House of Commons Procedure and Practice
Edited by Robert Marleau and Camille Montpetit
2000 EditionMore information …
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16. The Legislative Process

Historical Perspective

Great Britain

The legislative process comes to us from medieval times. During the early days of the British Parliament, requests by the Commons in relation to legislation were made to the King in the form of petitions. [4]  When the King convened Parliament seeking supply, in return the Commons presented the petitions for which they wished to obtain his assent. Petitions could be either oral or in writing. Those that the King decided to grant [5]  were then written up by his advisors in the form of statutes [6]  which were entered on the Statute Rolls. The statutes reproduced the wording of the petition and the King’s reply, but the King and his advisors often took the initiative of amending the wording of the petition fairly extensively, and in some cases failed to keep to the reply that had been given. [7] 

One important step in the process was taken in 1414 when the Commons asked Henry V (1413-22) to be considered “as well Assentirs as Peticioners” and also asked that when their petitions were written in the form of law, they not be altered without their consent. [8]  A few years later, during the reign of Henry VI (1422-61; 1470-71), the Commons succeeded in establishing the practice of having their requests in relation to legislation presented to the King in the form of bills, and they obtained the King’s assurance that those bills would not be altered without their consent. [9] 

The evolution of the role of the Commons in the legislative process was also marked by the changes made to the enacting clause used in statutes. Starting at the beginning of the reign of Edward III (1327-77), the words “at the request of the Commons” were used as the enacting clause. Under Henry VI, the words “by authority of Parliament” first appeared in legislation, reflecting the growing influence of the Commons in the legislative process. [10] 

Once it had been agreed that the statutes should accurately reflect Parliament’s requests in relation to legislation, it became necessary to make procedural rules to guide the introduction and passage of bills. By the end of the reign of Elizabeth I (1558-1603), the practice of three readings, with no debate on the first reading and reference of the bill to a committee after second reading, was already firmly established. [11]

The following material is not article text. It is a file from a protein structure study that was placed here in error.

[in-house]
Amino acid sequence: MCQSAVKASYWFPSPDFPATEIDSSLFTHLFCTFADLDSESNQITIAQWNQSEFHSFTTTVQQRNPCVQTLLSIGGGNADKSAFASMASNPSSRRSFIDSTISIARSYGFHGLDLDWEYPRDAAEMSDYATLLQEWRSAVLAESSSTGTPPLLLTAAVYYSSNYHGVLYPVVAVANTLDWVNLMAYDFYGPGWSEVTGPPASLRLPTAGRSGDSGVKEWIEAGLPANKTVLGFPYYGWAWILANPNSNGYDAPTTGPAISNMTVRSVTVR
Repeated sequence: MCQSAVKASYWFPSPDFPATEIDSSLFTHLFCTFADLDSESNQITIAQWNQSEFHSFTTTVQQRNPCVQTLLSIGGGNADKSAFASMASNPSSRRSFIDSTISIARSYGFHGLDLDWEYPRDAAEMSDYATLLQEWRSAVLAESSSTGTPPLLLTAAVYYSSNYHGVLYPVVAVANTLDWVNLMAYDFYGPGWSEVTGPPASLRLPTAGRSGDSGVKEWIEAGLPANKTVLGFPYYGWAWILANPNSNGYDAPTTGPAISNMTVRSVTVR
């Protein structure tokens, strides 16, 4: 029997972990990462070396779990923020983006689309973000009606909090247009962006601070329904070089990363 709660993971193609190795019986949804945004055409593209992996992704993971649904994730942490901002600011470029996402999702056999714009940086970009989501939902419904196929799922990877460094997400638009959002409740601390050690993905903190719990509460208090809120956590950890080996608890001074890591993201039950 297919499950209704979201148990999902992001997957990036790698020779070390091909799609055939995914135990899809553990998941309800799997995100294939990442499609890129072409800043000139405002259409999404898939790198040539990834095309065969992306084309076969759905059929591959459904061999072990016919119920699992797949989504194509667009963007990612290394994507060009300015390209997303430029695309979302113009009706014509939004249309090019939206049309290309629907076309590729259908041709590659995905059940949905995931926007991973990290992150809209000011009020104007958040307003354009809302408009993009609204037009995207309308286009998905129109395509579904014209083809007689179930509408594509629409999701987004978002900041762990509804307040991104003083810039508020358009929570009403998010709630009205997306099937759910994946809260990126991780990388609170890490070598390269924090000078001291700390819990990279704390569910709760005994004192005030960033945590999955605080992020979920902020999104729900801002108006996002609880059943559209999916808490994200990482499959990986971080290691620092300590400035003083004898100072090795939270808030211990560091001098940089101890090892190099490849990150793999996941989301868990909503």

Before Confederation

In the years preceding Confederation, the assemblies of the Canadian colonies relied on British parliamentary traditions in conducting their deliberations. The legislative assemblies of Upper and Lower Canada that were instituted by the Constitutional Act, 1791 followed British parliamentary procedure. [12]  The legislative process of the Assembly of Upper Canada, however, was not as elaborate as that of the Assembly of Lower Canada, which had adopted a larger number of rules of procedure in 1792 for passing its bills. [13] 

The first Canadian code of procedure, which was published in March 1793 under the title Rules and Regulations of the House of Assembly, Lower Canada[14] contained provisions to govern both the introduction and the passage of the bills of that assembly. At that time, committees were often assigned the task of formulating a bill. [15]  Every bill had to be introduced by motion, and be given three readings in both languages, [16]  and could not be amended or referred to a committee before receiving second reading. [17] Every bill also had to be printed before second reading. After being passed by the Assembly, bills were transmitted to the Legislative Council for adoption by members of the Council and ultimately for Royal Assent. [18] 

At the time of the Union of Upper and Lower Canada in 1840, the legislative assemblies had to agree on a common procedure. Most of the rules that were adopted at that time were those in force in the Assembly of Lower Canada. [19]  The procedure for the passage of public bills remained essentially the same. [20]  However, a number of provisions were adopted to deal with private bills. [21] 

Since Confederation

When the House of Commons of Canada met for the first time on November 6, 1867, it began its proceedings under the rules of the Legislative Assembly of the Province of Canada, which already contained provisions relating to the consideration of bills. On December 20, 1867, it approved the report of a special committee that had been instructed to assist the Speaker in establishing the rules of procedure for the House. The only major change that was made to the rules of the former Legislative Assembly of Canada related mainly to the process for considering private bills. [22]  Consequently, the sections that appear in the Rules of the former Legislative Assembly of Canada under the heading “Proceedings on Bills” [23]  were reproduced in full in the first edition of the Standing Orders of the House of Commons.